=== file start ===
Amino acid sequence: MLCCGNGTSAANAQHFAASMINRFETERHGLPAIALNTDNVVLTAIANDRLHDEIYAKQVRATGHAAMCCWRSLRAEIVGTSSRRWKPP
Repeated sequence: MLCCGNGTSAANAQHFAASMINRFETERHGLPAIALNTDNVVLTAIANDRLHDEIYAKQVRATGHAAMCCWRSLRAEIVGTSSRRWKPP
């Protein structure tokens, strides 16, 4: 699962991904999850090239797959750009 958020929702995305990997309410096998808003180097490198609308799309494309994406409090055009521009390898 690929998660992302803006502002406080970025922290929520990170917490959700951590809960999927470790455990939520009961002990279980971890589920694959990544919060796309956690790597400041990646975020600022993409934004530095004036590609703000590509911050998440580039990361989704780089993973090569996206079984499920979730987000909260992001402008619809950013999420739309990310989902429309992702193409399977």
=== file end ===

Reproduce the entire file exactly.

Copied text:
Amino acid sequence: MLCCGNGTSAANAQHFAASMINRFETERHGLPAIALNTDNVVLTAIANDRLHDEIYAKQVRATGHAAMCCWRSLRAEIVGTSSRRWKPP
Repeated sequence: MLCCGNGTSAANAQHFAASMINRFETERHGLPAIALNTDNVVLTAIANDRLHDEIYAKQVRATGHAAMCCWRSLRAEIVGTSSRRWKPP
């Protein structure tokens, strides 16, 4: 699962991904999850090239797959750009 958020929702995305990997309410096998808003180097490198609308799309494309994406409090055009521009390898 690929998660992302803006502002406080970025922290929520990170917490959700951590809960999927470790455990939520009961002990279980971890589920694959990544919060796309956690790597400041990646975020600022993409934004530095004036590609703000590509911050998440580039990361989704780089993973090569996206079984499920979730987000909260992001402008619809950013999420739309990310989902429309992702193409399977």